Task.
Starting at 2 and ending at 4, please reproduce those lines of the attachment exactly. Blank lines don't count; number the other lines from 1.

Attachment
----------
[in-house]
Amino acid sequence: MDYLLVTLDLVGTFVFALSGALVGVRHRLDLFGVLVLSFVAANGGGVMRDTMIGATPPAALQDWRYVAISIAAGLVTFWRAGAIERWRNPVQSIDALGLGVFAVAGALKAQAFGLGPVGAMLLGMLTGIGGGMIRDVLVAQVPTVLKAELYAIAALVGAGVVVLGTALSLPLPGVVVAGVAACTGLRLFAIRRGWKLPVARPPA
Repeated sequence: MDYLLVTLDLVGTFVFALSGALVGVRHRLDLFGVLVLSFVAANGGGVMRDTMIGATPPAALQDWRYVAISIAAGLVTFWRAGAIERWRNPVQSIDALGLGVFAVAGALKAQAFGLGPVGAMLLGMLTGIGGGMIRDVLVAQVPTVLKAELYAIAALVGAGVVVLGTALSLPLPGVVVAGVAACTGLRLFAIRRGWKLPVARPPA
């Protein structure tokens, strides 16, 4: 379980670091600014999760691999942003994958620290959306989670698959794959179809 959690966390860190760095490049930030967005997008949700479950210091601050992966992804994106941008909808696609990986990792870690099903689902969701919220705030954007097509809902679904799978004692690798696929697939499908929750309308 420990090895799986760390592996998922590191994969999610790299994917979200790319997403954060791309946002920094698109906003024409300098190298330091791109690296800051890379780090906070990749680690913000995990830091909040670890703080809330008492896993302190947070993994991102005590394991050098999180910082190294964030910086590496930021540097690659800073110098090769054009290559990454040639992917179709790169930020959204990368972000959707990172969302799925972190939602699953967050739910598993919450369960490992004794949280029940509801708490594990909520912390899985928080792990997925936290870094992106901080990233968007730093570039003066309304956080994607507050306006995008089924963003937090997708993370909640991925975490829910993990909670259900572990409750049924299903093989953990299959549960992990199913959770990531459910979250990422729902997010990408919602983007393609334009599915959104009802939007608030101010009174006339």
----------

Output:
Amino acid sequence: MDYLLVTLDLVGTFVFALSGALVGVRHRLDLFGVLVLSFVAANGGGVMRDTMIGATPPAALQDWRYVAISIAAGLVTFWRAGAIERWRNPVQSIDALGLGVFAVAGALKAQAFGLGPVGAMLLGMLTGIGGGMIRDVLVAQVPTVLKAELYAIAALVGAGVVVLGTALSLPLPGVVVAGVAACTGLRLFAIRRGWKLPVARPPA
Repeated sequence: MDYLLVTLDLVGTFVFALSGALVGVRHRLDLFGVLVLSFVAANGGGVMRDTMIGATPPAALQDWRYVAISIAAGLVTFWRAGAIERWRNPVQSIDALGLGVFAVAGALKAQAFGLGPVGAMLLGMLTGIGGGMIRDVLVAQVPTVLKAELYAIAALVGAGVVVLGTALSLPLPGVVVAGVAACTGLRLFAIRRGWKLPVARPPA
């Protein structure tokens, strides 16, 4: 379980670091600014999760691999942003994958620290959306989670698959794959179809 959690966390860190760095490049930030967005997008949700479950210091601050992966992804994106941008909808696609990986990792870690099903689902969701919220705030954007097509809902679904799978004692690798696929697939499908929750309308 420990090895799986760390592996998922590191994969999610790299994917979200790319997403954060791309946002920094698109906003024409300098190298330091791109690296800051890379780090906070990749680690913000995990830091909040670890703080809330008492896993302190947070993994991102005590394991050098999180910082190294964030910086590496930021540097690659800073110098090769054009290559990454040639992917179709790169930020959204990368972000959707990172969302799925972190939602699953967050739910598993919450369960490992004794949280029940509801708490594990909520912390899985928080792990997925936290870094992106901080990233968007730093570039003066309304956080994607507050306006995008089924963003937090997708993370909640991925975490829910993990909670259900572990409750049924299903093989953990299959549960992990199913959770990531459910979250990422729902997010990408919602983007393609334009599915959104009802939007608030101010009174006339």